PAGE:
Look for opportunities to eliminate these kinds of waste to raise the percentage of value-added work on the shop floor — the most valuable kind of work that happens when a product is transformed and innovation takes root. Do so, and you will begin to see how, more than just chasing forced lower labor cost, an efficient supply chain is about eliminating waste. If done as a matter of habit, it will help your operation begin to improve processes across the entire supply chain.
Step 2: Wherever possible, opt for continuous, mixed-load of conveyance over large-batches of shipping. With continuous mixed-load of conveyance, you stand a better chance of avoiding queues, stagnation and the long lead time of supply, which requires lots of inventory. To be certain, achieving mixed-load conveyance is no small undertaking. After all, delocalization, distance, language, and cultural differences, along with the traditional competitive nature of supplier-customer relationships, create a segmented environment that favors individual — as opposed to total —efficiency of the supply chain. All too often, this results in large-batch processing and shipping, with longer-than-necessary supply chain lead time—and ultimately, high risk and higher cost. But when it comes to managing complex, global supply chains, mixed-load, frequent conveyance is ideal because it increases the frequency of delivery without lowering conveyance efficiency. It also achieves the shorter lead time necessary to lower inventories and increase flexibility without raising cost, while working hand in hand with eliminating waste on the shop floor.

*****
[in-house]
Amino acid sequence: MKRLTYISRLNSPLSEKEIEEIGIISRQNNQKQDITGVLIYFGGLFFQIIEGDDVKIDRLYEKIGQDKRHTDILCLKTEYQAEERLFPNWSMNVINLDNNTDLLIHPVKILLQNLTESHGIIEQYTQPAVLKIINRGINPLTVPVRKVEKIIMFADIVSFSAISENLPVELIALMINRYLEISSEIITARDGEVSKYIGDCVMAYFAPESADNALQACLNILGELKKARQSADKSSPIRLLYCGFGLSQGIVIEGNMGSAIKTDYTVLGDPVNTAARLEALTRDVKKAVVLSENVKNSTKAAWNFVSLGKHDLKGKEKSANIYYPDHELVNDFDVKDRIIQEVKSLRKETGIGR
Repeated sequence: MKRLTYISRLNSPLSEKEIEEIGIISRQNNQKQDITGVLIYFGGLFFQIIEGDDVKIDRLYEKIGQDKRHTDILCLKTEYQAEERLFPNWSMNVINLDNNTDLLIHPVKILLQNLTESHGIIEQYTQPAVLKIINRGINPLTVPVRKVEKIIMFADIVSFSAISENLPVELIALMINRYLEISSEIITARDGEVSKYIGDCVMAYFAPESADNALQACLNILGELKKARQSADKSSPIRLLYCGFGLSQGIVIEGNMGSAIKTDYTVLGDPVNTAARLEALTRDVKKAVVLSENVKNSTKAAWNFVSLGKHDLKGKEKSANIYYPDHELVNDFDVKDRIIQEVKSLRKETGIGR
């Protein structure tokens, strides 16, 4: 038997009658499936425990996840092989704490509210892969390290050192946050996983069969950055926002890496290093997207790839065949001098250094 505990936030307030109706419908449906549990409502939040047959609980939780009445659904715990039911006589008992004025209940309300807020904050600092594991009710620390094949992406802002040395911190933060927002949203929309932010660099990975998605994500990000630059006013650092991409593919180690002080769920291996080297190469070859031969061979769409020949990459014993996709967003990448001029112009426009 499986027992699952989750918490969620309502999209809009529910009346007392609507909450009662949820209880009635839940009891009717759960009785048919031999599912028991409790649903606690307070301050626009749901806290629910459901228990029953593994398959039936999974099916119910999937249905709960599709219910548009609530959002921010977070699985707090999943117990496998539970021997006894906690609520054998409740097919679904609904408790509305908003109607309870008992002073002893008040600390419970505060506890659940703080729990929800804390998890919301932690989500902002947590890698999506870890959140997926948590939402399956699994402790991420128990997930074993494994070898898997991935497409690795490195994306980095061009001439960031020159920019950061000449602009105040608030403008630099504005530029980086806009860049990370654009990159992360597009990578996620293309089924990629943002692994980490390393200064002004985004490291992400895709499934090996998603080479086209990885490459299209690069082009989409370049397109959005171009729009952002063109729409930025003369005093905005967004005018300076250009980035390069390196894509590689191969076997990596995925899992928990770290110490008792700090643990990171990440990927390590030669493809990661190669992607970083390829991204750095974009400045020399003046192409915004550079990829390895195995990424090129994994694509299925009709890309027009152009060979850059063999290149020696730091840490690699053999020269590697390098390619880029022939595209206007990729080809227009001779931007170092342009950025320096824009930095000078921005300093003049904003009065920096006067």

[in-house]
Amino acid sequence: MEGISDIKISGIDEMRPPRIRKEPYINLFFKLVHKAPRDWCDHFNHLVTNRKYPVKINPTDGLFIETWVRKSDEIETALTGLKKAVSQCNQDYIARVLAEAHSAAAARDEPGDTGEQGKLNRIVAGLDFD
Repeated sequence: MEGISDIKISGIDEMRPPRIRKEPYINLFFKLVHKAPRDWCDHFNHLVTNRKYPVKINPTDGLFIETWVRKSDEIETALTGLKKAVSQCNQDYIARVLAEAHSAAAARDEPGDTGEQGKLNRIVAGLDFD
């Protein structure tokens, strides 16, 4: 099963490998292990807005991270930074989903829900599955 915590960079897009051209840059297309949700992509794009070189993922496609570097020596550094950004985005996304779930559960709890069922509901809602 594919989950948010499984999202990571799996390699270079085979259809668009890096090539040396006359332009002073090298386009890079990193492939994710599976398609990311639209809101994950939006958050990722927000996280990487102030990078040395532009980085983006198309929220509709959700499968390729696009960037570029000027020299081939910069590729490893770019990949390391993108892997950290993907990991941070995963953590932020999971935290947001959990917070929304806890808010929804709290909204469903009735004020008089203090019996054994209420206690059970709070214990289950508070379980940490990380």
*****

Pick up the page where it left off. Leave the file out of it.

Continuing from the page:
Step 3: Redefine the role of the manager and the employee. When a manager sees his role as one who teaches others (rather than someone whose job it is to wield control over people, processes and profits), he places himself in the position where he can see exactly what’s working — and what isn’t — and course-correct, as necessary. Even more, in the role of a teacher, a manager can spot and develop the talents of his or her employees who will, in turn, become problem-solving allies who work with management to further reduce risk throughout the supply chain.
More Influence, Better Control
While changing the way you think about operation management and taking an inside out approach to effecting supply chain success may require a bit of trial and error at first, the payoff can be enormous. It begins “at home” (where you have more influence and better control). Start simplifying processes, enabling flow and turning managers into teachers — and employees into allied problem solvers and innovators. That success can then be spread throughout the entire supply chain.
Olivier Larue is the president and founder of Ydatum, Inc., an operations management firm. He has 20 years of experience in the hands-on implementation of Lean/TPS (Toyota Production System). He joined the Toyota Supplier Support Center (TSSC, Inc.) following a successful consulting career in California’s Silicon Valley. He is a guest lecturer at the University of California at Berkeley School of Engineering and has been a presenter for SME. His expertise also includes Six-Sigma and Hoshin